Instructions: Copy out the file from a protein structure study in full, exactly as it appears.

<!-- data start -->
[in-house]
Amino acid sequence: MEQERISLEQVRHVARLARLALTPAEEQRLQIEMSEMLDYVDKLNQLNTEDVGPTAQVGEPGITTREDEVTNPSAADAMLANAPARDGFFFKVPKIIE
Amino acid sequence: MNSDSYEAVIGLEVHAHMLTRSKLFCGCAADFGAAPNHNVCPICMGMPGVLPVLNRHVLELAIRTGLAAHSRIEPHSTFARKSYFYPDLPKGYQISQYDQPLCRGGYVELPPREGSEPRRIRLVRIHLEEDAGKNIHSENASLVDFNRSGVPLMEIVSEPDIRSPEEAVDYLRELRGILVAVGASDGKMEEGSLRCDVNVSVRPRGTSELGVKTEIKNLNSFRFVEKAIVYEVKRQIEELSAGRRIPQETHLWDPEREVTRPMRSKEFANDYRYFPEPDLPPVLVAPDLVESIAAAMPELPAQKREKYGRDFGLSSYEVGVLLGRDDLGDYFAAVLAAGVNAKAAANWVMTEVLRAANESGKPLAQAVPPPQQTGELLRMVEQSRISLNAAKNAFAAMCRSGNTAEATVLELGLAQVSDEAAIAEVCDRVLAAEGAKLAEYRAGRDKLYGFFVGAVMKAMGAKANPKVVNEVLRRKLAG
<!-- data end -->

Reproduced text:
[in-house]
Amino acid sequence: MEQERISLEQVRHVARLARLALTPAEEQRLQIEMSEMLDYVDKLNQLNTEDVGPTAQVGEPGITTREDEVTNPSAADAMLANAPARDGFFFKVPKIIE
Amino acid sequence: MNSDSYEAVIGLEVHAHMLTRSKLFCGCAADFGAAPNHNVCPICMGMPGVLPVLNRHVLELAIRTGLAAHSRIEPHSTFARKSYFYPDLPKGYQISQYDQPLCRGGYVELPPREGSEPRRIRLVRIHLEEDAGKNIHSENASLVDFNRSGVPLMEIVSEPDIRSPEEAVDYLRELRGILVAVGASDGKMEEGSLRCDVNVSVRPRGTSELGVKTEIKNLNSFRFVEKAIVYEVKRQIEELSAGRRIPQETHLWDPEREVTRPMRSKEFANDYRYFPEPDLPPVLVAPDLVESIAAAMPELPAQKREKYGRDFGLSSYEVGVLLGRDDLGDYFAAVLAAGVNAKAAANWVMTEVLRAANESGKPLAQAVPPPQQTGELLRMVEQSRISLNAAKNAFAAMCRSGNTAEATVLELGLAQVSDEAAIAEVCDRVLAAEGAKLAEYRAGRDKLYGFFVGAVMKAMGAKANPKVVNEVLRRKLAG